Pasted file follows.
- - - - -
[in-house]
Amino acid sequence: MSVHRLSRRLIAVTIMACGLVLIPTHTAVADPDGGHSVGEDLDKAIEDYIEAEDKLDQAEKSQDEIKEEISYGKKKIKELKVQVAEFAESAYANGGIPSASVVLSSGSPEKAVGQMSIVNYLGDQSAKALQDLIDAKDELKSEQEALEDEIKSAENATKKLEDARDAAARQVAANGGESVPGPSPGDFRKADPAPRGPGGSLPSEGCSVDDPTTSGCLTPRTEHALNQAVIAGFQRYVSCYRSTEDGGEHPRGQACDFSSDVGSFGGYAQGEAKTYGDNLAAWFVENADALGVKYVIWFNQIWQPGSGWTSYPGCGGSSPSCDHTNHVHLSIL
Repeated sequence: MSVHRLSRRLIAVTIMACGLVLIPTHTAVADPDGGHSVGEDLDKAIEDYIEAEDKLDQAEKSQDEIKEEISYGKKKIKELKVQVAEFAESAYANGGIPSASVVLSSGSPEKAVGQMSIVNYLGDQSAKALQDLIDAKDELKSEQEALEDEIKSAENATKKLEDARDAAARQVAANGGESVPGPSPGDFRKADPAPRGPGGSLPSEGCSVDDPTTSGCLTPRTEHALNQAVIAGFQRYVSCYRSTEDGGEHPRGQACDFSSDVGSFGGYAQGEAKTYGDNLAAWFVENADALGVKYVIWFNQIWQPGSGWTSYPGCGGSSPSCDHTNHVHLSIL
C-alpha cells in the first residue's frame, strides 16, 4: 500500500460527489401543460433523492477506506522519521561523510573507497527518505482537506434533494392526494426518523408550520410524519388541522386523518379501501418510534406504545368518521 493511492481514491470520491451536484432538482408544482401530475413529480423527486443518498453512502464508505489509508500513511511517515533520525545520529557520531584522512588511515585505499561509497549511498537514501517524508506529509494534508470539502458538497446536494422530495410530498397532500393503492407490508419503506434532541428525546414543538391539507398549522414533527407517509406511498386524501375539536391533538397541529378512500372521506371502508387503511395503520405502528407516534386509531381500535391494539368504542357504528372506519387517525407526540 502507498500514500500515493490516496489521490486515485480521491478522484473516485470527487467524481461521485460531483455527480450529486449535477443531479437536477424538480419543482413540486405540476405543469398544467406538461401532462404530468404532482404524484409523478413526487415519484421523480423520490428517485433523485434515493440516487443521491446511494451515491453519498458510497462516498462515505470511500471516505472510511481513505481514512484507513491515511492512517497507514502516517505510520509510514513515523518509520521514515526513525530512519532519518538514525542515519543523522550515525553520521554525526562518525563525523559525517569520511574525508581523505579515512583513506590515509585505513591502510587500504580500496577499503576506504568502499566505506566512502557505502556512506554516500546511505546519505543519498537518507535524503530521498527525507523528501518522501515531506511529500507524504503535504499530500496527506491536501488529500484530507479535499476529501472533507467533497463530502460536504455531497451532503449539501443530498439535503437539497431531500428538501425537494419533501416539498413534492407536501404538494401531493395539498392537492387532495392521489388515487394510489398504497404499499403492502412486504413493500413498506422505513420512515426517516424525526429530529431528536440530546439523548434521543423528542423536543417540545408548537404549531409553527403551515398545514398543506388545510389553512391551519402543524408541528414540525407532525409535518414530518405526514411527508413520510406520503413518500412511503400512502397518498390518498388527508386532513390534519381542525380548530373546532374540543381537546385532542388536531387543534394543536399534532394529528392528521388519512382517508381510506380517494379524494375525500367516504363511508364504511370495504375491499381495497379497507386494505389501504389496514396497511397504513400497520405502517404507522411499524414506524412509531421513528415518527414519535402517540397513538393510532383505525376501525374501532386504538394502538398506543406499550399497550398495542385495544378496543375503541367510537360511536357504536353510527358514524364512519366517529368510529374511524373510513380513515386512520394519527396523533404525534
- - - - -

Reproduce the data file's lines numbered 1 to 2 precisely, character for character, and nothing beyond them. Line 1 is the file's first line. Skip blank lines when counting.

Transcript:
[in-house]
Amino acid sequence: MSVHRLSRRLIAVTIMACGLVLIPTHTAVADPDGGHSVGEDLDKAIEDYIEAEDKLDQAEKSQDEIKEEISYGKKKIKELKVQVAEFAESAYANGGIPSASVVLSSGSPEKAVGQMSIVNYLGDQSAKALQDLIDAKDELKSEQEALEDEIKSAENATKKLEDARDAAARQVAANGGESVPGPSPGDFRKADPAPRGPGGSLPSEGCSVDDPTTSGCLTPRTEHALNQAVIAGFQRYVSCYRSTEDGGEHPRGQACDFSSDVGSFGGYAQGEAKTYGDNLAAWFVENADALGVKYVIWFNQIWQPGSGWTSYPGCGGSSPSCDHTNHVHLSIL